If you’ve been a writer for long, you probably already know that good agents are EXTREMELY busy. If they aren’t instantly captured, many will never read past the opening line. That means, if you aren’t an established author (and sometimes even if you are) you need something powerful to get their attention.
Even more, if your reader needs to go to the bathroom, but has just read your first sentence, you want them to fight against their bladders to read the second. A sentence like, “John’s boss had caused him misery once again” might sound like a decent start. (After all, the sentence introduces our main character, AND shows us how unhappy he is with his job all at once!) Sadly, it’s not, and all the good it does is irrelevant.
Simply put, the above sentence doesn’t work because it answers more questions than it causes the reader to ask... Think of the questions your reader might have before begin read your book--
“Who is this book about?”
“What is this book about?”
Answer: John and his unhappy life.
“What is the initial conflict going to be about?”
Answer: John’s work life.
Don’t misunderstand. Having a grounded story is important - but NOT in the first sentence. Your first sentence needs, instead, to force the reader to ask MORE questions, not less. It must both intrigue and surprise.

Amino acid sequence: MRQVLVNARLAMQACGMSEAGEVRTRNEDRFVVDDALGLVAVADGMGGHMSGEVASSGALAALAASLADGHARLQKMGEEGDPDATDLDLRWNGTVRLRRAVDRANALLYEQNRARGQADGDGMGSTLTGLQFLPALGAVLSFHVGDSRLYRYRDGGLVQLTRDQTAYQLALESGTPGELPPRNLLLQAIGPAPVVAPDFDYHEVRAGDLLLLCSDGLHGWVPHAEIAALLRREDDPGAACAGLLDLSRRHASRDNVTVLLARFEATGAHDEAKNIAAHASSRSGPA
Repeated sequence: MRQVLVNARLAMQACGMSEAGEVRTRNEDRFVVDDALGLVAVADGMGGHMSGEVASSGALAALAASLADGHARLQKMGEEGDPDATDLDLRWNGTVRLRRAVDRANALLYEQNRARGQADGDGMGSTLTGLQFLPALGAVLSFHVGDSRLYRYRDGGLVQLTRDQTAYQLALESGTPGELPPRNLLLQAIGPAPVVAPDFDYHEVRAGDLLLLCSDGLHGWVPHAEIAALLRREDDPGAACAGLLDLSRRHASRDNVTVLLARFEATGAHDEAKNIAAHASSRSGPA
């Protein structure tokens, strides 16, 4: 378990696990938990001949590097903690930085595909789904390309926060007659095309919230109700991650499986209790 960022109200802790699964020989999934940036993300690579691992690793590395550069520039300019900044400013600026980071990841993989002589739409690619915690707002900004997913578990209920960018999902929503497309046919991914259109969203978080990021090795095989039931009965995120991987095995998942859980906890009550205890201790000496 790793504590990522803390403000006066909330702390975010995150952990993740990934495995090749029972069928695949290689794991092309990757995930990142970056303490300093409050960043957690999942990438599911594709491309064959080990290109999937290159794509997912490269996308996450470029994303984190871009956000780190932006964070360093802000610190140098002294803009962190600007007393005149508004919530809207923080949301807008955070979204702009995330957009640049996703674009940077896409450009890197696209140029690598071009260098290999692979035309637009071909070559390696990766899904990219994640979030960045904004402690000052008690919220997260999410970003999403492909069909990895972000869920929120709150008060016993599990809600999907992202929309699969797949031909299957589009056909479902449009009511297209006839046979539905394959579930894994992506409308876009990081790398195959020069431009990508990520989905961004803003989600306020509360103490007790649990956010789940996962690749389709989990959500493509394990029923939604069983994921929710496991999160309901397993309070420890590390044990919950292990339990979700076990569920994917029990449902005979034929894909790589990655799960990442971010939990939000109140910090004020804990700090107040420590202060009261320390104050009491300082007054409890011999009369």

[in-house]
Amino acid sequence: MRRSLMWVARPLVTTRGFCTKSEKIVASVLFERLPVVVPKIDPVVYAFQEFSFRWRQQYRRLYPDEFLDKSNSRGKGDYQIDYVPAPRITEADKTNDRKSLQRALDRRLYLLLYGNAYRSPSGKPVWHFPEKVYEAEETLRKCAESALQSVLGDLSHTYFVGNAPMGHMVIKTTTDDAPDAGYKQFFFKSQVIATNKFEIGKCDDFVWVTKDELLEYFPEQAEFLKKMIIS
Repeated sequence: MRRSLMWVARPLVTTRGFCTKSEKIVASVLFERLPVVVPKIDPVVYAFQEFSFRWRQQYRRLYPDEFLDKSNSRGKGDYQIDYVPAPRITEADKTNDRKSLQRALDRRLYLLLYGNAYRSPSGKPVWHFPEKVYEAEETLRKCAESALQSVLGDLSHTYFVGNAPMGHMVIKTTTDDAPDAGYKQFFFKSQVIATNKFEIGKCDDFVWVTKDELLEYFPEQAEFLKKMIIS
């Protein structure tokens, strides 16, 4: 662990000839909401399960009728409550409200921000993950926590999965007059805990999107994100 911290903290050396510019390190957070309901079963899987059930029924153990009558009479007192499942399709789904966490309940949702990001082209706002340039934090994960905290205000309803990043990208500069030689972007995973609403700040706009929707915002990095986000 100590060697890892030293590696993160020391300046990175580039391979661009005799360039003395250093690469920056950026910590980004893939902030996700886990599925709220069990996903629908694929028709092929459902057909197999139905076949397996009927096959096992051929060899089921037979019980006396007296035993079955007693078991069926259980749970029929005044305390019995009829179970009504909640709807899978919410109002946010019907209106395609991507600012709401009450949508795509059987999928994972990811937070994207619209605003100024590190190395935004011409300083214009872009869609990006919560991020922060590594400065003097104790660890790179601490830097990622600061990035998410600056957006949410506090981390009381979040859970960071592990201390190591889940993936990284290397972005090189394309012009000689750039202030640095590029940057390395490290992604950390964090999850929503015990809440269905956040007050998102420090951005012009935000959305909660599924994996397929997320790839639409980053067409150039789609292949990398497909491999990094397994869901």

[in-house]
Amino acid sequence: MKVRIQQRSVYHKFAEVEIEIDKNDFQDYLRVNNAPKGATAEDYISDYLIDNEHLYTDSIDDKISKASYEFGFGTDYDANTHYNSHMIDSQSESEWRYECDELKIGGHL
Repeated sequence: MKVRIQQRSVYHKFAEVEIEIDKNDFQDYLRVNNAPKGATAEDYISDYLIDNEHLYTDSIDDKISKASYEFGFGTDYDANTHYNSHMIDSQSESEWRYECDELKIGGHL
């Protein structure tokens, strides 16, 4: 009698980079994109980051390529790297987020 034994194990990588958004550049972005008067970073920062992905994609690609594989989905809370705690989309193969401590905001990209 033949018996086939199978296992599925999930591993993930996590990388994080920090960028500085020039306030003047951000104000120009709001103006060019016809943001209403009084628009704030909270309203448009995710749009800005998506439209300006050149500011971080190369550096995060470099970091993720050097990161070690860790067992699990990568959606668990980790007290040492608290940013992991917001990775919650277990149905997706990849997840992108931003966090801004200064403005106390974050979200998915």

Consider the following sentence: “It happened again today.”
Read that again a few more times.
Don’t you want to know what happened? Why it happened? Who made it happen?
This was the first sentence of one of my short stories, and I’ll probably use it again in another project - it’s just that powerful!
Here’s another great example, the opening line of the Nick Cave song, We Came Along This Road--
“I left by the back door with my wife's lover's smoking gun.”
This one does ground the reader. We know what happened to a certain degree, but we’re still left asking so many more questions! Why did Nick shoot him? Assuming the obvious, that it was because he'd just discovered the illicit affair, we're left wondering how did it get started? How did he find out? Did Nick plan this out, or did it happen in the heat of the moment?
We are thrown smack in the middle of the story. We’re already there, holding the gun on the street thinking, “My god… what have I done?” How could we possibly go to the bathroom or switch to the next story? We have to keep reading… and that is what a good first sentence is designed to do. In some ways, it is more important than the whole first chapter. Be sure to take your time and get it right!
Send in your opening sentence for analysis and for a chance to have your book featured on this blog post.
UPDATE: Here is the fantastic first sentence of Margie Borchers' unpublished work The Betrayal Chain: "I awake to another day of eerie stillness, uneasy as oblique streams of morning light creep millimeter by millimeter along the bedroom wall."